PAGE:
It’s never been a problem for me. I grew up on comic books and Dungeons & Dragons—complicated plots which might last years. The idea of following multiple character threads comes quite naturally. I do keep notes and have a wiki for various facts and information about characters, but I rarely need it. 

5. What's the worst writing advice you've ever been given? 

Oh but there's so many to chose from. There's really a great deal of trash advice out there for writers, and honestly I think a huge part of the process is learning to sort good from bad. But let's go with 'Kill your darlings' — because this is a koan so vague that it leaves all the room in the world to misinterpret it. If you mean: don't let your attachment to a character, plot element, or scene prevent you from cutting it for the greater good of the story, then sure, that's great advice. But I have seen SO many people interepret this aphorism as literally 'cut out your favorite passages' and ugh. What a terrible thing to tell someone who might actually believe you.

6. Best snack food?

Hummus and pita bread. Or banana chips. Ooooh, wasabi-coated edamame…um, it's possible I don't have a single favorite.

Jenn Lyons lives in Atlanta, Georgia with her husband, three cats, and a nearly infinite number of opinions on anything from mythology to the correct way to make a martini. Her debut epic fantasy novel, The Ruin of Kings, from Tor Books, found its way into the wild on February 5, 2019. The second book, The Name of All Things, drops October 29, 2019. Visit jennlyons.com for more.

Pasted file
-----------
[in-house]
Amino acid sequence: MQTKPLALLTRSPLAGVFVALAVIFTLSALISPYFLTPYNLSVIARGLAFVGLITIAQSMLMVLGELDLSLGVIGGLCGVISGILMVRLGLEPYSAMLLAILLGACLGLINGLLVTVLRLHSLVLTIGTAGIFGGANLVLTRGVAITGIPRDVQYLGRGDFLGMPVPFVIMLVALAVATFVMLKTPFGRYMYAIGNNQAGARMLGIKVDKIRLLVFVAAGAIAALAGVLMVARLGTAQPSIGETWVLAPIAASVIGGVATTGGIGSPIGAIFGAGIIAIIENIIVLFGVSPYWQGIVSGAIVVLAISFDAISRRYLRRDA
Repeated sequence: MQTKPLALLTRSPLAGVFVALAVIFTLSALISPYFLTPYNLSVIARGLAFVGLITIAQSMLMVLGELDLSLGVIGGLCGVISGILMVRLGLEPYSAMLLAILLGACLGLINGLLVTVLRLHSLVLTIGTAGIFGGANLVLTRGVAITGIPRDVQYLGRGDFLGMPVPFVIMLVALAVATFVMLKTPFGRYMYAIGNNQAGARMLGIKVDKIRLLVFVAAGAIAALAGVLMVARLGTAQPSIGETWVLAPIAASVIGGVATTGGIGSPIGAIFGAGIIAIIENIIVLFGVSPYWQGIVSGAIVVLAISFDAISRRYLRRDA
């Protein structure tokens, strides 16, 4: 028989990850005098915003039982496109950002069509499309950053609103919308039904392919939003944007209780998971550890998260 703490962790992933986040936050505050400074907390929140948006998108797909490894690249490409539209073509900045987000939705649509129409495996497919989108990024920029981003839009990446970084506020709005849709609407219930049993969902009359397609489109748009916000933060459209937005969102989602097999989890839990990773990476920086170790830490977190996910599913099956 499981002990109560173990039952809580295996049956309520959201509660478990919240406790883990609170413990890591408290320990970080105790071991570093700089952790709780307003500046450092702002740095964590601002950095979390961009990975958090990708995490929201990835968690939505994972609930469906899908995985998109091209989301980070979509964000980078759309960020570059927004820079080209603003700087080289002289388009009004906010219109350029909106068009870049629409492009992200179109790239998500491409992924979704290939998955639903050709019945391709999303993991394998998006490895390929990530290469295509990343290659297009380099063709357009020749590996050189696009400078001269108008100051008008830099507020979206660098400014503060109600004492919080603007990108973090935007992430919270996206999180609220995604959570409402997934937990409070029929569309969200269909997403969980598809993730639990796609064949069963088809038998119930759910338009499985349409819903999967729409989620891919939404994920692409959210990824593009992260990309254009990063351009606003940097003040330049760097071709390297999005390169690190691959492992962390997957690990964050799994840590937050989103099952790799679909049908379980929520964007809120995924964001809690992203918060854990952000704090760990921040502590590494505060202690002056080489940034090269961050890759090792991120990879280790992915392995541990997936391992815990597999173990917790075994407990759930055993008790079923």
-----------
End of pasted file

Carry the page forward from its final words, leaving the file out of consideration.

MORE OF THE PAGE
Shelved Under A for Anticompetitive

Andrew Albanese for Publishers Weekly:

The American Library Association (ALA) has delivered a written report to the House Judiciary Committee telling lawmakers that “unfair behavior by digital market actors," including Amazon and some major publishers, is "doing concrete harm to libraries.”

and

Amazon’s growing power has been a simmering cause of concern and a topic of conversation at ALA conferences for years now. But Amazon’s push for exclusive digital content has been ramping up in recent years, increasing concerns, particularly in the audio market, where Amazon-owned Audible has been signing exclusive deals with bestselling authors and publishers. In addition, some in the library market are concerned that Amazon is selectively using its data to pressure publishers into further restricting library access to digital content.

It’s that last part that’s so scary—Amazon is quickly becoming publishing, not just a part of a very large system. Given enough time, Amazon will BE publishing, from top to tails, and it’s going to shatter the industry for those at the most vulnerable levels—namely writers and libraries.


Ask the Librarian

The New York Public Library has gathered several bizarre questions asked by its patrons over the years over at Literary Hub:

The questions posed below are selected from a cache of those written on file cards between the 1940s and the late 1980s, as far as we can tell from the dates on each card. When the staff of the Library discovered them a few years ago in a small gray file box, they inspired awe, laughter, and, most importantly, the box provided a snapshot of the interests of people coming into the Library. Some clearly reflect the times and particular concerns of the day while others could just as well be asked of NYPL—or Google—today.

What time does a bluebird sing?


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About the Author

Harry Marks is the host of the literary podcast COVERED where he interviews authors about their books and the writing process. He is also the editor of the award-winning Plumbago Magazine and a writer for Aaron Mahnke’s Cabinet of Curiosities

podcast from the HowStuffWorks Network. You can read his work at The CoilHelloHorror, and BaronFig.com.